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“Van sweet van,” murmured Shaun.

“Exactly.” I started walking, trusting the security detail to bring the rest of our things. Our vehicles and the majority of our equipment were already in place.

“In a hurry?” Rick asked, trotting to catch up with me. Shaun gave him a look. He ignored it.

“I want to see if the boys have made any progress,” I said, pressing my palm against the pressure pad on the van door. Needles bit into my hand. The door unloaded a few seconds later. Looking back over my shoulder, I asked, “Steve, which trailer are we?”

“The one on the far left with your name over the door. Mr. Cousins is in the trailer next to it,” Steve said. “I assume you’re anxious to get to work?”

“Yes, actually—crap.” I paused, dismayed. “The keynote speech.”

“I’ve got it,” said Shaun. I must have looked stunned, because he shrugged. “I can wear a monkey suit and take notes like a Newsie. They’ll never know the difference, and I bet the invite just says ‘Mason.’ Steve?”

“Yes ” said Steve, looking perplexed.

“It’s settled. C’mon, Rick. Let’s let George get some work done.” My brother grabbed the startled Newsie by the arm and hauled him away. Steve smirked and followed, leaving me standing at the entrance to the van, wondering what had just happened. Then, not being one to look a bit of gift productivity in the mouth, I stepped inside.

We removed a few vital system components before letting them ship the van, like the backup drives, our files, and—most important—the data sticks that would unlock the servers. I made my way around the interior, taking my time as I brought each system up and online, ending with the perimeter cameras. There was a certain feeling of homecoming as the screens Buffy had worked so long to get installed began flickering on, showing rotating camera views of the outside. Nothing was happening. That’s the way I like it. Once everything was stable, I flipped on the security systems. They would generate enough static to block any outside surveillance less sophisticated than the CIA’s, and if we were being monitored by the CIA, we’d have been dead already. Sitting down at my console, I opened a chat window.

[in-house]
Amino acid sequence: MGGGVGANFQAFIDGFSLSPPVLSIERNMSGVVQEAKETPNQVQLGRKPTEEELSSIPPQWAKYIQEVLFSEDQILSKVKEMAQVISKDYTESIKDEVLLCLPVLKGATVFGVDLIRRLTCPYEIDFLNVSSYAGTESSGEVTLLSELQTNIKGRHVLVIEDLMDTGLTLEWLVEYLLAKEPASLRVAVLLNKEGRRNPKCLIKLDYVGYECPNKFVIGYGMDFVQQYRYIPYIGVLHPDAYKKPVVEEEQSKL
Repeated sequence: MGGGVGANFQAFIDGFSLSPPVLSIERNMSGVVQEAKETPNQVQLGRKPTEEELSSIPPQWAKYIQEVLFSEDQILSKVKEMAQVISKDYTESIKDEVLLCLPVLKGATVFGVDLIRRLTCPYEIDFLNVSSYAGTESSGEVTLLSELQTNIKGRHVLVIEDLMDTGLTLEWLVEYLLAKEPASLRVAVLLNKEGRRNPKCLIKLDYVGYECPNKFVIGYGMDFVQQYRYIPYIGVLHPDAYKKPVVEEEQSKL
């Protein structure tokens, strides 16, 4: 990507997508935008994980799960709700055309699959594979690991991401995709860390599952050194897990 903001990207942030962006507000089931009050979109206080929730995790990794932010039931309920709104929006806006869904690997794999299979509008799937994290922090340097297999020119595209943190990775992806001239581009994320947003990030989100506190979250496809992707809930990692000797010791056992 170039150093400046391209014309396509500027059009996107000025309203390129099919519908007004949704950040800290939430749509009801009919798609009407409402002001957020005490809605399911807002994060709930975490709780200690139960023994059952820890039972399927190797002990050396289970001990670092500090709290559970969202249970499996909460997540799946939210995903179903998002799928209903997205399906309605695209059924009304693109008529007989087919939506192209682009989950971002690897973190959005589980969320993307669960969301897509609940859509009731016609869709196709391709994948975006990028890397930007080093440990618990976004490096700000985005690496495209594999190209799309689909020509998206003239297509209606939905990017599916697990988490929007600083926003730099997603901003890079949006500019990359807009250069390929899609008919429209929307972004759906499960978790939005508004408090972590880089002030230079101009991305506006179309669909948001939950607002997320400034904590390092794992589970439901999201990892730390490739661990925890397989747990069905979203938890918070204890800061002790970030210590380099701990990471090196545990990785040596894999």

Most online networking is done via message boards—totally text, not quite real-time—or streaming video these days. Very few people remember the old chat relays that used to dominate the Internet. That’s good. That means that if both sides of the chat are on servers you control, you can fly so far under the radar that you’re essentially invisible.

Luck was with me. Dave was waiting when I connected.

What’s the story? I typed. My words appeared white against the black command window.

Georgia? Confirm.

Password is ‘tintinnabulation.’

Confirmed. Have you checked your e-mail?

Not yet. We just got in.

Log off. Go read. I don’t want to waste your time with a reframe.

I paused, staring at those stark white words for a long moment before I typed, How bad?

Bad enough. Go.

I went.